“This algorithm change won’t drastically impact any brand or publisher that has a focus on creating shareable content rather than simply “good” content. For publishers that have so far not focused on this strategy, organic reach will start to decline and they will have to spend more of their marketing dollars to reach their desired audiences,” shares Ashwin Suresh, Founder, Pocket Aces.

But this is the set of loyalists. New age publications that rely heavily on Facebook for traffic, might lose out on the passive consumers, who chance upon a piece of content because it made way through their news feed. The publisher needs to take a call, on how significant is this chunk of audience and how they can engage with them?

“Facebook NewsFeed had become the digital e-paper or a place to be updated on what’s happening in the world for consumers. It will also impact revenue for publishers and Facebook as well as huge way to drive traffic.  A lot of publishers will have to reinvent themselves because of this, for them Facebook has been a gateway to get audience engage with their content,” explains Amit Duggal, Vice-President, Omnicom Media Group.

Coming to traditional publications, Times of India, Aaj Tak or ABP might experience a momentous dip in their Facebook traffic, for the user will consume the general news from any publication available on their timeline as opposed to chasing one (unless they’re an ardent follower).

Having said that, again one needs to look at the bigger picture – how reliant are these established media houses on Facebook for traffic?

“With this change as well, publishers will see a direct impact on the referral traffic leading to declining readership specially all pages/publishers who rely on social traffic can experience upwards of 60% drop. As per the announcement, they want to prioritise the newsfeed from friends and family and restrict organic posts from Pages and Publishers, however, it will still continue to show ads in the news feed. So pages/publishers who will be investing can expect their ads to still appear in users news feed,” Khanna adds.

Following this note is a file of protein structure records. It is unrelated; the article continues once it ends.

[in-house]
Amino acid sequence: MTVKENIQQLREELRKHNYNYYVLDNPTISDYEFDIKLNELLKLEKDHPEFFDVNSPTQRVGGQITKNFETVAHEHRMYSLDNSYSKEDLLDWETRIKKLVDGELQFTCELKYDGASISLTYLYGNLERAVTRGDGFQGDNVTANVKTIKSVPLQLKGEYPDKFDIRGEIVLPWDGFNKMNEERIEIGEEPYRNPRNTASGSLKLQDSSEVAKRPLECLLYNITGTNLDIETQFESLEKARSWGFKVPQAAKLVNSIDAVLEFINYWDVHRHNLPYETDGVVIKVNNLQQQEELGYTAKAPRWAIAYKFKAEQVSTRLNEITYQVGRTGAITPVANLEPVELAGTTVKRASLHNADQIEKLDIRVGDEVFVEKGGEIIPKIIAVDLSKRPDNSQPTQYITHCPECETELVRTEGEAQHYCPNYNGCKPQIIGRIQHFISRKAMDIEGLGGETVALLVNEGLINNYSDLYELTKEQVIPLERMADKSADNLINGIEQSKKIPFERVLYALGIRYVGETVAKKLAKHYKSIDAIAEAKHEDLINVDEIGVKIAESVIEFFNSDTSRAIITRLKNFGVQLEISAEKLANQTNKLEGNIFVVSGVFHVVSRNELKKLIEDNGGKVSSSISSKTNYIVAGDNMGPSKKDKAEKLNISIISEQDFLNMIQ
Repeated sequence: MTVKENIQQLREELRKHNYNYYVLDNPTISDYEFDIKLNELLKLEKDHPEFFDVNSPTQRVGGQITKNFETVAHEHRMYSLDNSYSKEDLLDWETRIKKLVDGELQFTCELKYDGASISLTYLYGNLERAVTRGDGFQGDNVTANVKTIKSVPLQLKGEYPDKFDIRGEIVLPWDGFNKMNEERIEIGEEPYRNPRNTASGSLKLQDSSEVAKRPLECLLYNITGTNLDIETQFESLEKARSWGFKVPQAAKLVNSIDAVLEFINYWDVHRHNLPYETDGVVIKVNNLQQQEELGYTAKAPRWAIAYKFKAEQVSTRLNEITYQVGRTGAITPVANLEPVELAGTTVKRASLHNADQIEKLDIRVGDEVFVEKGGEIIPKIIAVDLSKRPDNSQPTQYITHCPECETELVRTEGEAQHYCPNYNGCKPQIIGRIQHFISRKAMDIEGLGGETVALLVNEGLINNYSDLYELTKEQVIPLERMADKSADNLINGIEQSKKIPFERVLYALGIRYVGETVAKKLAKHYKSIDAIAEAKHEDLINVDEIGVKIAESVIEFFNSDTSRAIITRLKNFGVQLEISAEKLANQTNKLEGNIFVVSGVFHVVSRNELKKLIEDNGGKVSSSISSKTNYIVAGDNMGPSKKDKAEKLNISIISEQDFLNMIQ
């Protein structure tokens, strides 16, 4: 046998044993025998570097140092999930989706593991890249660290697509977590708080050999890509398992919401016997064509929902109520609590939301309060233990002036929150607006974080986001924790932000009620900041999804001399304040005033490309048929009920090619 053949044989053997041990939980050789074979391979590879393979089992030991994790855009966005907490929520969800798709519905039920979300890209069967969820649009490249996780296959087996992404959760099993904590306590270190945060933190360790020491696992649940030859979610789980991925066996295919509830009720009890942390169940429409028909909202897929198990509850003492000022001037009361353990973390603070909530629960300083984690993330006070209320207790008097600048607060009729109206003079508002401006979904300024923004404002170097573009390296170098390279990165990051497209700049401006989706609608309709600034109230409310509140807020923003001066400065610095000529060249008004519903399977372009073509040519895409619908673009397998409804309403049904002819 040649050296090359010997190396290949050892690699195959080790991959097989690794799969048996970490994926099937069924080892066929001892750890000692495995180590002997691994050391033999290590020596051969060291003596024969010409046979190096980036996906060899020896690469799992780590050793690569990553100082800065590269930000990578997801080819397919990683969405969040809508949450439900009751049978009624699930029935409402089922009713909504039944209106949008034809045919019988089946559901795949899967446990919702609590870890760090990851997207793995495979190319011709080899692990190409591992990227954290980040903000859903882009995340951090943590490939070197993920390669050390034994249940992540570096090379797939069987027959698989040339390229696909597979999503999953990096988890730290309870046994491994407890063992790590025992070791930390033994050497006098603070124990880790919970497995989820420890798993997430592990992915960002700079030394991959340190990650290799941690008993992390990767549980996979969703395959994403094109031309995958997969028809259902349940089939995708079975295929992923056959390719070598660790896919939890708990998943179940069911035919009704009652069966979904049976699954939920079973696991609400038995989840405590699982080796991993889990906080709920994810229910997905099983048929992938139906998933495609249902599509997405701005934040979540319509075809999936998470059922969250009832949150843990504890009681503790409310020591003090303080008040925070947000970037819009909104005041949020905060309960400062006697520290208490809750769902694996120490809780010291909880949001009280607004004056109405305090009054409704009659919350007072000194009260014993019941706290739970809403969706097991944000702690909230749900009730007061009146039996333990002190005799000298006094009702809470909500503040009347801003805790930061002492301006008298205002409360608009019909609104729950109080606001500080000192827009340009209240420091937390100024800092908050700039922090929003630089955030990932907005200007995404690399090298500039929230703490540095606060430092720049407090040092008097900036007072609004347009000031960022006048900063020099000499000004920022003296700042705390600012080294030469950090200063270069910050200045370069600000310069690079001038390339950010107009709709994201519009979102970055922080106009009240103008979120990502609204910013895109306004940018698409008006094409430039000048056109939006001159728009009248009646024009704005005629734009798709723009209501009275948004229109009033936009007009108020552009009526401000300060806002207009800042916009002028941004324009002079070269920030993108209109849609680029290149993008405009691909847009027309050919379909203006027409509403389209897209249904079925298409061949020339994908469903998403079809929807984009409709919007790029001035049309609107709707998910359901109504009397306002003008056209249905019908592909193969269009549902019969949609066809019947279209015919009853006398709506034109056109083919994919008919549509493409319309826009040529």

It all boils down the amount of traffic a publication drives from social – is it worth investing time, efforts, and monies on?

For instance, according to data on SimilarWeb, NDTV, ranking second among the top 10 News & Media websites drives 3.18 per cent of its desktop traffic through social, out of which 57 per cent is achieved through Facebook.

Indiatimes comes in next and it receives 10.27 per cent of its desktop traffic through social out of which 73 per cent arrives from Facebook.

Just to paint a more vivid picture, Daily Social drives only 0.57 per cent of their traffic from social, while StoryPick gets over 37 per cent of their traffic from social out of which 94 per cent is from Facebook.

This might make one wonder if Facebook is trying to make conversations what Likes was once? If that’s the case, the platform will soon be battling fake conversations after Fake Likes and Fake News.

The Natural Next Step

In simple words, Publishers will now go through what brands once went through. With limited organic reach publishers need to find alternate ways for content dissemination through Facebook, for branded content and influencer marketing is not the answer here (hope you get the joke).

Also Read: Let there be light! The impact of dismissing Facebook Dark Posts on brands

Within Facebook there are always options such as consistent amount of Live Videos, sharp targeting for each post, Bots, and friendly tone.

All in all, the problem is real for the time being for I myself don’t know how many people will this article reach through Facebook. But, the problem isn’t as severe as we think. Brands managed to find their sweet spot on Facebook and soon publishers might do so too.